The most recent subseasonal guidance is in strong consensus that a generally cool regime could last through the first week of October. The latest EPS weeklies forecast an end to the cool anomalies near the end of September.

The ENSO Region 1+2 anomaly was -1.0°C and the Region 3.4 anomaly was -1.0°C for the week centered around September 9. For the past six weeks, the ENSO Region 1+2 anomaly has averaged -1.08°C and the ENSO Region 3.4 anomaly has averaged -0.75°C. La Niña conditions have developed and will likely prevail through the remainder of autumn.

The SOI was +7.67.

Today, the preliminary Arctic Oscillation (AO) figure was -0.576.

On September 14, the MJO was in Phase 3 at an amplitude of 1.030 (RMM). The September 13-adjusted amplitude was 0.743.

Since 1990, there have been 11 La Niña events, 6 of which followed an El Niño winter. 10/11 (91%) case saw warmer than normal September. All 6 following an El Niño winter were warmer than normal. September mean temperatures for New York City for those cases were: 11 cases: 69.9°; Subset of 6 cases: 70.8°; Entire 1990-2019 period: 69.0°. The September mean temperature for all La Niña and neutral-cool cases following an El Niño winter (1950-2019: n=13) was 69.9°.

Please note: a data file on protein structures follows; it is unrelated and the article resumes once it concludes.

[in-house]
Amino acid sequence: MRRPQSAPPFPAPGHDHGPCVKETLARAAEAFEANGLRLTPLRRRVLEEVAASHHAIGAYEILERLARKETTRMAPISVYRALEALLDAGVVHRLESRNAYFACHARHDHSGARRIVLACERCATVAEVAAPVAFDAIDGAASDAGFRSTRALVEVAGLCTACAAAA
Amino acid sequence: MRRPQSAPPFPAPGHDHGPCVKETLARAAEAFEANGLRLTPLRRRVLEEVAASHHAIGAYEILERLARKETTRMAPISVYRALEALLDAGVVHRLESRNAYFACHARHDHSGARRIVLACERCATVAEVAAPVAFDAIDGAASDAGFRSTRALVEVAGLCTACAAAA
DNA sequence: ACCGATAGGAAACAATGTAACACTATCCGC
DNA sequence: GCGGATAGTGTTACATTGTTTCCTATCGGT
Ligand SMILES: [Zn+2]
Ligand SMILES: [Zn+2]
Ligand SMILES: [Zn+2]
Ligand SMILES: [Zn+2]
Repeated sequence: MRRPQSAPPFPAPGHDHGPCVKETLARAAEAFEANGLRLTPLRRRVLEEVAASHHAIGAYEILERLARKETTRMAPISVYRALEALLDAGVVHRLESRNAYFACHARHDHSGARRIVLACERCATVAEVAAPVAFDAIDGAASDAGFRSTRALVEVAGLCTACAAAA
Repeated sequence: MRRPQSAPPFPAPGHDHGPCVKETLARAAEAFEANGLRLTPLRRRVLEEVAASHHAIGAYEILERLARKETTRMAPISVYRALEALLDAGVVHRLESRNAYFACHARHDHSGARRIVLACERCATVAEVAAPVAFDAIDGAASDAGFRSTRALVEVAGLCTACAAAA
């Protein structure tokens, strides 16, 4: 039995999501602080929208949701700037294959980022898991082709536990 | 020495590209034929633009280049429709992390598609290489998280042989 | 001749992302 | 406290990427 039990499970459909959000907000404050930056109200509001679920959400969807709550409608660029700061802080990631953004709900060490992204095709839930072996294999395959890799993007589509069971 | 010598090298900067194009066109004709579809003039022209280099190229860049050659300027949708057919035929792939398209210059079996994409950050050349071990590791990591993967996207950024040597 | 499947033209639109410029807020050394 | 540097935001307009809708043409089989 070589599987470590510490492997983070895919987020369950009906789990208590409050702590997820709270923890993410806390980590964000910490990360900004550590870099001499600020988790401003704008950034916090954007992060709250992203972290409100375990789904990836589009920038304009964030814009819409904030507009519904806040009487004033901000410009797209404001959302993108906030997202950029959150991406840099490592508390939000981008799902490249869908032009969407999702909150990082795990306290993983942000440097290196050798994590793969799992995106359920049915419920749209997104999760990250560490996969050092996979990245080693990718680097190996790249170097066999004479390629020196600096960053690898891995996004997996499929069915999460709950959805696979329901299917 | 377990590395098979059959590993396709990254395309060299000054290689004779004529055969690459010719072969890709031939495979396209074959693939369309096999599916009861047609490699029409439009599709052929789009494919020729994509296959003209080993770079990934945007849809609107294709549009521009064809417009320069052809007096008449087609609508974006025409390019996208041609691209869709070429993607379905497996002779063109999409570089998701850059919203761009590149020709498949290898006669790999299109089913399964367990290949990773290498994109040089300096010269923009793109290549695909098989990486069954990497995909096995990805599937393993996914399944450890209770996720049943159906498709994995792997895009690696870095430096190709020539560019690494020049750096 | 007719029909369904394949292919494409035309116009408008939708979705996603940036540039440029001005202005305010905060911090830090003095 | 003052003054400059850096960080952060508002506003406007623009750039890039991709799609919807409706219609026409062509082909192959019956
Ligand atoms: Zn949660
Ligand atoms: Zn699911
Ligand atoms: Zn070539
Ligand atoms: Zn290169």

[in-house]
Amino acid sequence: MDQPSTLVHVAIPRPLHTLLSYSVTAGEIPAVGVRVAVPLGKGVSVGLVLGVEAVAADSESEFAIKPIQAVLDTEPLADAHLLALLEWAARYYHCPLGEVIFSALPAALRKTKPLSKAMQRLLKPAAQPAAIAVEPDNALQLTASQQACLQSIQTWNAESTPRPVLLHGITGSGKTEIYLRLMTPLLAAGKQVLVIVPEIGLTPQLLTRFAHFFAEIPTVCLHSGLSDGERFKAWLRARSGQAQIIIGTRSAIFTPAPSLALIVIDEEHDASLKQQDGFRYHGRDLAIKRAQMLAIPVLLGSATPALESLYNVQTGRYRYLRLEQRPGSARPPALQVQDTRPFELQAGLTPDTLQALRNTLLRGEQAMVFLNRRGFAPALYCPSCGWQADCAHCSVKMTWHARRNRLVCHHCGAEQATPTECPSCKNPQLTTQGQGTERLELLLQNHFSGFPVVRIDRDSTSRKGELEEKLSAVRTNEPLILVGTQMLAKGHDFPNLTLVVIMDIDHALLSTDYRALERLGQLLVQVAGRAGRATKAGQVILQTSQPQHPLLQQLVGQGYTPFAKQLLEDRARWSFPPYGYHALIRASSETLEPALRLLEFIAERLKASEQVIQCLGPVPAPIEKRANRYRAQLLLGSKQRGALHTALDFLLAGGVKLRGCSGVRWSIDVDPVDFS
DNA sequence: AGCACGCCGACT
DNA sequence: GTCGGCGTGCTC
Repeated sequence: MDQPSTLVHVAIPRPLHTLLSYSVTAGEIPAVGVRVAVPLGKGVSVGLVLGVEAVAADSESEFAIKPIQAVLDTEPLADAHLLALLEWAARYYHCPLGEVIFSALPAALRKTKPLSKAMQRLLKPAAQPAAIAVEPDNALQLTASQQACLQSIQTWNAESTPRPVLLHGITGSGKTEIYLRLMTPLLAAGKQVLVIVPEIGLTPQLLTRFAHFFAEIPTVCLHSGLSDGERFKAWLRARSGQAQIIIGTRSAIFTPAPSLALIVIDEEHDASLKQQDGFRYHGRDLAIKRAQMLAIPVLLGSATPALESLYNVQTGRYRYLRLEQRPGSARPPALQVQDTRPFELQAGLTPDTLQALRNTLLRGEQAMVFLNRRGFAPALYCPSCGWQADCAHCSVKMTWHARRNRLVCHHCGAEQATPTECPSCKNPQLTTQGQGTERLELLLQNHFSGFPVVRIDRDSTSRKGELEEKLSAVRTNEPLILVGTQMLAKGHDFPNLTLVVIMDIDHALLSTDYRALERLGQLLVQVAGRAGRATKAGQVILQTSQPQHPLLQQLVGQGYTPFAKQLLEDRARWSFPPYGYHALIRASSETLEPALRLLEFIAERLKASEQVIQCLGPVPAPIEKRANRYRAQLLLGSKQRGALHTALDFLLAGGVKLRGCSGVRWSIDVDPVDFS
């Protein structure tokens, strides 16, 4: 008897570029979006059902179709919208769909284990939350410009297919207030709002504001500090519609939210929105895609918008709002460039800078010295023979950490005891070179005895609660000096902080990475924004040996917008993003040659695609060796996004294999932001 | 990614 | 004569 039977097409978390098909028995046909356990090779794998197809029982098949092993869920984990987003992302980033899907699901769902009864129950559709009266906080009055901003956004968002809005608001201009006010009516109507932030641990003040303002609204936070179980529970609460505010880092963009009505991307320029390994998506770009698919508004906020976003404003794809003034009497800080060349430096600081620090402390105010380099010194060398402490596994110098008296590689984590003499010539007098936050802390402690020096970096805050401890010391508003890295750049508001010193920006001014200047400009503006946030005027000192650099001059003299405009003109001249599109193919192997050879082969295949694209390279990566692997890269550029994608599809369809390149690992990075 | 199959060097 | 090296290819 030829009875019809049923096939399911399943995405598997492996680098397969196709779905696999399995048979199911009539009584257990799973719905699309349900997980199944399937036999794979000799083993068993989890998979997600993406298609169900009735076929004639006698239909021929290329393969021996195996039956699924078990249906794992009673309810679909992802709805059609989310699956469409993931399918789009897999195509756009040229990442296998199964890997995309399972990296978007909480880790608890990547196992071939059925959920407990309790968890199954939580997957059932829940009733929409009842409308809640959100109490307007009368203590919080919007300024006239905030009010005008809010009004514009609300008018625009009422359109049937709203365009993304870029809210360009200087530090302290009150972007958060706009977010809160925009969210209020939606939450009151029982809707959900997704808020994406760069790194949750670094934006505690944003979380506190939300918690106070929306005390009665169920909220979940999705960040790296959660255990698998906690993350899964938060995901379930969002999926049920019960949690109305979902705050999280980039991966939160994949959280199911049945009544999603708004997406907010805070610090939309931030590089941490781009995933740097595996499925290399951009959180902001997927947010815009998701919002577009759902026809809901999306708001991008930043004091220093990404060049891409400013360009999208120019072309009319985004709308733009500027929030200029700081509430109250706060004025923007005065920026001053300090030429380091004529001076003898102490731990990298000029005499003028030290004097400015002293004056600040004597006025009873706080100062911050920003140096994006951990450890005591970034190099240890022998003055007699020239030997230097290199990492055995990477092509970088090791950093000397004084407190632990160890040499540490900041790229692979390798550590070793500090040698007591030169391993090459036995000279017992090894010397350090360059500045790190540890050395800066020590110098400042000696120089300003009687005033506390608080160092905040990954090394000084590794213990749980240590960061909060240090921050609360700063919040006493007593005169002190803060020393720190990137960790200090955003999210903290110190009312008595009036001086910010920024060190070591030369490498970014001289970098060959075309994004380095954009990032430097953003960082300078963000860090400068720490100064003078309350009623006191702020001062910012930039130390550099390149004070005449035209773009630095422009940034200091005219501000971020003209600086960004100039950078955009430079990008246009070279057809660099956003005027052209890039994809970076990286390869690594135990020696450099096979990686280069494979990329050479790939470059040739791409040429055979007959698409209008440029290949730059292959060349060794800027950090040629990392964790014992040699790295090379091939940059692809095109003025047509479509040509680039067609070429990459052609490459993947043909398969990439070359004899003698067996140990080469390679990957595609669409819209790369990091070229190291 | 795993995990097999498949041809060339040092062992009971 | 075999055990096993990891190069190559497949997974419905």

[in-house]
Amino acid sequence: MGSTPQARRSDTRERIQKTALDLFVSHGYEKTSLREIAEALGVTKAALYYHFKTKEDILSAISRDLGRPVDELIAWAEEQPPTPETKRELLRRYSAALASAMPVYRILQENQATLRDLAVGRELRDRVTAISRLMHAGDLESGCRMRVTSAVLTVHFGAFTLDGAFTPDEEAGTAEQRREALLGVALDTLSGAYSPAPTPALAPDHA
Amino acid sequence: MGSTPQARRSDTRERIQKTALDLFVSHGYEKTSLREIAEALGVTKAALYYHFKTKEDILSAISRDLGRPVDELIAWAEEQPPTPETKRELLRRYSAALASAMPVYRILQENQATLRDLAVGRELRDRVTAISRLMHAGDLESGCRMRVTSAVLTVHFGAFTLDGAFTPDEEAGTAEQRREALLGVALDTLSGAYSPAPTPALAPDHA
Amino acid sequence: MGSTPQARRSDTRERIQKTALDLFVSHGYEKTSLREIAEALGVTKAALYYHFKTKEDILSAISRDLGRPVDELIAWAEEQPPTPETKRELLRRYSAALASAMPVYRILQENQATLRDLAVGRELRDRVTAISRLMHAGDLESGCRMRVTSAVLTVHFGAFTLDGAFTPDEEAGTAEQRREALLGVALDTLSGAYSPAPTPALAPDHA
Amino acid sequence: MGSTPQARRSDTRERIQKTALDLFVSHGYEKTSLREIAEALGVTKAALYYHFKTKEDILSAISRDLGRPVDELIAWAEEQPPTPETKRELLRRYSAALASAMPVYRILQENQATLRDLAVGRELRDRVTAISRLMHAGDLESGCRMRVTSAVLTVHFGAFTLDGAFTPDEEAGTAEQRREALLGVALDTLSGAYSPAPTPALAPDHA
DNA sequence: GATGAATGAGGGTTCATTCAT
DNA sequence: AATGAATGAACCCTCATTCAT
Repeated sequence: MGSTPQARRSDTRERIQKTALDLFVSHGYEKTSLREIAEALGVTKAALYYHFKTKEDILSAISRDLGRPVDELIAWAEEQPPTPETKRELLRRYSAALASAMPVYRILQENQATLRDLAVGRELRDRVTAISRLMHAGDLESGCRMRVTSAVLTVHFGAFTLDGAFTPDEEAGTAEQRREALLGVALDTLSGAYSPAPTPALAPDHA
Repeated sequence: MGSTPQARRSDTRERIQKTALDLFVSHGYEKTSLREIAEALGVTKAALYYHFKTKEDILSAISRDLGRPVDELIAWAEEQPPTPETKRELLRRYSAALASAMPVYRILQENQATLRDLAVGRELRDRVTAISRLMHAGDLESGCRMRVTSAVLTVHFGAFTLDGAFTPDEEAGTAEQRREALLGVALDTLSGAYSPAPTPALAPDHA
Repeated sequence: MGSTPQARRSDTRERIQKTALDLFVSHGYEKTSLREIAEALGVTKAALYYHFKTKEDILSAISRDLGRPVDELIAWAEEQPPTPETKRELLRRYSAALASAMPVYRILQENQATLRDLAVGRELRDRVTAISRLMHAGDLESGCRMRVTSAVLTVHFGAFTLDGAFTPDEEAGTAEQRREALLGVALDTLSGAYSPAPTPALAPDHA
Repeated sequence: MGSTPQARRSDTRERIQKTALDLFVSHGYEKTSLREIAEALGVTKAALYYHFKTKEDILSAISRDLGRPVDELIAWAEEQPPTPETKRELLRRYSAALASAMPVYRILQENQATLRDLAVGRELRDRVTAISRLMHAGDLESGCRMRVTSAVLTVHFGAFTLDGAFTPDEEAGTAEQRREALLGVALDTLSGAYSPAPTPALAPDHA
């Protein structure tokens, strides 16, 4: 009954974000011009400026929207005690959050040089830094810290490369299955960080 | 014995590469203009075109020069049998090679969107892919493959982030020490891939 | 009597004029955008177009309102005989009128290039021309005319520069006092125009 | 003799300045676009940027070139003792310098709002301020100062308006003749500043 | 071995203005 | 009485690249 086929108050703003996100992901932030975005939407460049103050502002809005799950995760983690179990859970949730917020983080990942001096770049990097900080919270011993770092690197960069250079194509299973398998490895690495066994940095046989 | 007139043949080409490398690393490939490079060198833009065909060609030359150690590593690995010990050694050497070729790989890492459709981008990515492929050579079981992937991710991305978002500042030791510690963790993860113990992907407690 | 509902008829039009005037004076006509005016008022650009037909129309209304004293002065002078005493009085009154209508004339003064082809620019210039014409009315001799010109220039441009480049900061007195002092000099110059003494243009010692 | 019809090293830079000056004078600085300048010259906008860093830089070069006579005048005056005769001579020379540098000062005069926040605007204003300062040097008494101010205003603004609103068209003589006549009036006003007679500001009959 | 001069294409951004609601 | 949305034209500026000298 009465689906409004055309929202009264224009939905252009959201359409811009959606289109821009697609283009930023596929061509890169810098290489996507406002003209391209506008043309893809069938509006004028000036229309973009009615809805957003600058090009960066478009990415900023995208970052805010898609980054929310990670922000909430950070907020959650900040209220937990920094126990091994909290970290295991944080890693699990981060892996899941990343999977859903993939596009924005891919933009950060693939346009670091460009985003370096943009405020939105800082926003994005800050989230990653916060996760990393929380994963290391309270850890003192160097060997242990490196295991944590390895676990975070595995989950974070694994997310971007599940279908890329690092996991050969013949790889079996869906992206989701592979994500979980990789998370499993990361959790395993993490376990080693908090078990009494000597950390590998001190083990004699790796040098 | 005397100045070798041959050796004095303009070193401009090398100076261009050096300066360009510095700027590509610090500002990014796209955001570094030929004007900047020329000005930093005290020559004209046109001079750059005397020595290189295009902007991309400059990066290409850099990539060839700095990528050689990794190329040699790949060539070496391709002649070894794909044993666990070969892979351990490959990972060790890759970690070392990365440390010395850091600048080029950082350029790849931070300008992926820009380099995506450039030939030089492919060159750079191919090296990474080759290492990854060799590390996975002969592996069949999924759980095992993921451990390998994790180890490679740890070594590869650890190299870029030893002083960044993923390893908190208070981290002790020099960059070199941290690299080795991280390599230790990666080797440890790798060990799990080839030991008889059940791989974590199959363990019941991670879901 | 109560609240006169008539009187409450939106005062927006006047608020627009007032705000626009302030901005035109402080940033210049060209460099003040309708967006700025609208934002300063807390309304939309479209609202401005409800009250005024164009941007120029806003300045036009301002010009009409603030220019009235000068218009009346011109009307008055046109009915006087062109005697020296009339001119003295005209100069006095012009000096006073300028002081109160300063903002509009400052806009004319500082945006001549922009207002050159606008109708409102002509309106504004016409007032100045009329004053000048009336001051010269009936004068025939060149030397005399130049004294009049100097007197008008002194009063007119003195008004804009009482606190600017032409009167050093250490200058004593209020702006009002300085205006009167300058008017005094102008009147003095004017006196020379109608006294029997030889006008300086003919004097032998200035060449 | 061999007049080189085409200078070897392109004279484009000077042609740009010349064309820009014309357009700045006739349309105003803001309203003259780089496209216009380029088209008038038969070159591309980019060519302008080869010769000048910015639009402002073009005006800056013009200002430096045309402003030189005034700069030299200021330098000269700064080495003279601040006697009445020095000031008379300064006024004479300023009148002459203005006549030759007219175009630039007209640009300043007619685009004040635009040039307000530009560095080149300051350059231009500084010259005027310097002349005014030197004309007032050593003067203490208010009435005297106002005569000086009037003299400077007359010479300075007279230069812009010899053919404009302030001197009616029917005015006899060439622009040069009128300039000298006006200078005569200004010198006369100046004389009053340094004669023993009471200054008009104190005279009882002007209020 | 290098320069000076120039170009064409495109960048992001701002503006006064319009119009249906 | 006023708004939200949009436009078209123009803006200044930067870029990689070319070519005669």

Since 1950, there have been five cases where a La Niña developed during June-July-August or afterward following an El Niño winter. 4/5 (80%) of those cases saw a predominant EPO+/AO+ winter pattern. The most recent such case was 2016-17. 9/10 (90%) of the La Niña winters that followed an El Niño winter featured a predominantly positive EPO.   

Based on sensitivity analysis applied to the latest guidance, there is an implied 50% probability that New York City will have a warmer than normal September. September will likely finish with a mean temperature near 68.5°.